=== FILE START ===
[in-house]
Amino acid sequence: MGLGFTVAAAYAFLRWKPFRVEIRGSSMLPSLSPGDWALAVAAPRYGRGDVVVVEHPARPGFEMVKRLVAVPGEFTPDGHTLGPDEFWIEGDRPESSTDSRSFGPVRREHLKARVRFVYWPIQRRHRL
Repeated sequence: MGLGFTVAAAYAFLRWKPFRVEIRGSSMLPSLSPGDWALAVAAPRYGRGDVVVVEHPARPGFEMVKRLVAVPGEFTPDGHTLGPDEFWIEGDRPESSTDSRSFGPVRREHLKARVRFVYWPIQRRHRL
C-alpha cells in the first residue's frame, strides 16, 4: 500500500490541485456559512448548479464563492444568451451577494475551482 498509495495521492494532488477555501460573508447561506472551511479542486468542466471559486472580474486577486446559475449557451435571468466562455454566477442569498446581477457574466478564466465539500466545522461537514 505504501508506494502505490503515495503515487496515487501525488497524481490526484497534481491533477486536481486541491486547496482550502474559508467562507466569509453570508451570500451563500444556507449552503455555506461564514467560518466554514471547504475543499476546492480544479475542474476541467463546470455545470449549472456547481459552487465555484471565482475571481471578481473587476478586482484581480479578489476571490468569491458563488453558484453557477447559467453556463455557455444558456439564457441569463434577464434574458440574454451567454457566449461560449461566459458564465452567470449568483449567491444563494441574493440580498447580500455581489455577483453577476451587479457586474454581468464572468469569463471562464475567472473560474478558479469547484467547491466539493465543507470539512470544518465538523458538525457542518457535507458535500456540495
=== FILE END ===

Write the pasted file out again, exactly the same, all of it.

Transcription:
[in-house]
Amino acid sequence: MGLGFTVAAAYAFLRWKPFRVEIRGSSMLPSLSPGDWALAVAAPRYGRGDVVVVEHPARPGFEMVKRLVAVPGEFTPDGHTLGPDEFWIEGDRPESSTDSRSFGPVRREHLKARVRFVYWPIQRRHRL
Repeated sequence: MGLGFTVAAAYAFLRWKPFRVEIRGSSMLPSLSPGDWALAVAAPRYGRGDVVVVEHPARPGFEMVKRLVAVPGEFTPDGHTLGPDEFWIEGDRPESSTDSRSFGPVRREHLKARVRFVYWPIQRRHRL
C-alpha cells in the first residue's frame, strides 16, 4: 500500500490541485456559512448548479464563492444568451451577494475551482 498509495495521492494532488477555501460573508447561506472551511479542486468542466471559486472580474486577486446559475449557451435571468466562455454566477442569498446581477457574466478564466465539500466545522461537514 505504501508506494502505490503515495503515487496515487501525488497524481490526484497534481491533477486536481486541491486547496482550502474559508467562507466569509453570508451570500451563500444556507449552503455555506461564514467560518466554514471547504475543499476546492480544479475542474476541467463546470455545470449549472456547481459552487465555484471565482475571481471578481473587476478586482484581480479578489476571490468569491458563488453558484453557477447559467453556463455557455444558456439564457441569463434577464434574458440574454451567454457566449461560449461566459458564465452567470449568483449567491444563494441574493440580498447580500455581489455577483453577476451587479457586474454581468464572468469569463471562464475567472473560474478558479469547484467547491466539493465543507470539512470544518465538523458538525457542518457535507458535500456540495